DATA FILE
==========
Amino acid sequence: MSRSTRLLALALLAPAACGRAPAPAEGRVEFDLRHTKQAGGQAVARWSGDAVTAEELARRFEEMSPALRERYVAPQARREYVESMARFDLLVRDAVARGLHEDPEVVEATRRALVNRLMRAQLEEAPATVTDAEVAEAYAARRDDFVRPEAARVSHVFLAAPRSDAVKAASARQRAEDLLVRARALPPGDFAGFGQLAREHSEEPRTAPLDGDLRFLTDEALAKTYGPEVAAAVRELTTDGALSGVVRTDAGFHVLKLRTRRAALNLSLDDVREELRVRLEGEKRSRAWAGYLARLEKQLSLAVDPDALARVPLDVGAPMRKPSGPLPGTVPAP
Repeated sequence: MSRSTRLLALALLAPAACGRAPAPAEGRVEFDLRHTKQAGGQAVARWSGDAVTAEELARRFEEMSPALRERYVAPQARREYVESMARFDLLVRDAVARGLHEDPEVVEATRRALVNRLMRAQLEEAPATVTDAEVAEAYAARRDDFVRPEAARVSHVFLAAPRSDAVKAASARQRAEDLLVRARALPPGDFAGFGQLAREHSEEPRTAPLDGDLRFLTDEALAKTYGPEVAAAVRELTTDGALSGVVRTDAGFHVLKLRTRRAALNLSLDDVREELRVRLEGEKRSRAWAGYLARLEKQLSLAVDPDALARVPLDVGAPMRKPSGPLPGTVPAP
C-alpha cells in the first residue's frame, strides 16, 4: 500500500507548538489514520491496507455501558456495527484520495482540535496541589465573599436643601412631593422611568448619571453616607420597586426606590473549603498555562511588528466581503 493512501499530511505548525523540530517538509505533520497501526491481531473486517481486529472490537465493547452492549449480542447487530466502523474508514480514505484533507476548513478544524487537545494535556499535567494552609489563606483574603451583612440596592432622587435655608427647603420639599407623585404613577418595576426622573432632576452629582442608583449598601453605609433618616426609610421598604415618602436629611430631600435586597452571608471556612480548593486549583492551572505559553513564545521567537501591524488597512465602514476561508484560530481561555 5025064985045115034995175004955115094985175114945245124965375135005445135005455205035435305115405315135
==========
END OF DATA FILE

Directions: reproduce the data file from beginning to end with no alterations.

Amino acid sequence: MSRSTRLLALALLAPAACGRAPAPAEGRVEFDLRHTKQAGGQAVARWSGDAVTAEELARRFEEMSPALRERYVAPQARREYVESMARFDLLVRDAVARGLHEDPEVVEATRRALVNRLMRAQLEEAPATVTDAEVAEAYAARRDDFVRPEAARVSHVFLAAPRSDAVKAASARQRAEDLLVRARALPPGDFAGFGQLAREHSEEPRTAPLDGDLRFLTDEALAKTYGPEVAAAVRELTTDGALSGVVRTDAGFHVLKLRTRRAALNLSLDDVREELRVRLEGEKRSRAWAGYLARLEKQLSLAVDPDALARVPLDVGAPMRKPSGPLPGTVPAP
Repeated sequence: MSRSTRLLALALLAPAACGRAPAPAEGRVEFDLRHTKQAGGQAVARWSGDAVTAEELARRFEEMSPALRERYVAPQARREYVESMARFDLLVRDAVARGLHEDPEVVEATRRALVNRLMRAQLEEAPATVTDAEVAEAYAARRDDFVRPEAARVSHVFLAAPRSDAVKAASARQRAEDLLVRARALPPGDFAGFGQLAREHSEEPRTAPLDGDLRFLTDEALAKTYGPEVAAAVRELTTDGALSGVVRTDAGFHVLKLRTRRAALNLSLDDVREELRVRLEGEKRSRAWAGYLARLEKQLSLAVDPDALARVPLDVGAPMRKPSGPLPGTVPAP
C-alpha cells in the first residue's frame, strides 16, 4: 500500500507548538489514520491496507455501558456495527484520495482540535496541589465573599436643601412631593422611568448619571453616607420597586426606590473549603498555562511588528466581503 493512501499530511505548525523540530517538509505533520497501526491481531473486517481486529472490537465493547452492549449480542447487530466502523474508514480514505484533507476548513478544524487537545494535556499535567494552609489563606483574603451583612440596592432622587435655608427647603420639599407623585404613577418595576426622573432632576452629582442608583449598601453605609433618616426609610421598604415618602436629611430631600435586597452571608471556612480548593486549583492551572505559553513564545521567537501591524488597512465602514476561508484560530481561555 5025064985045115034995175004955115094985175114945245124965375135005445135005455205035435305115405315135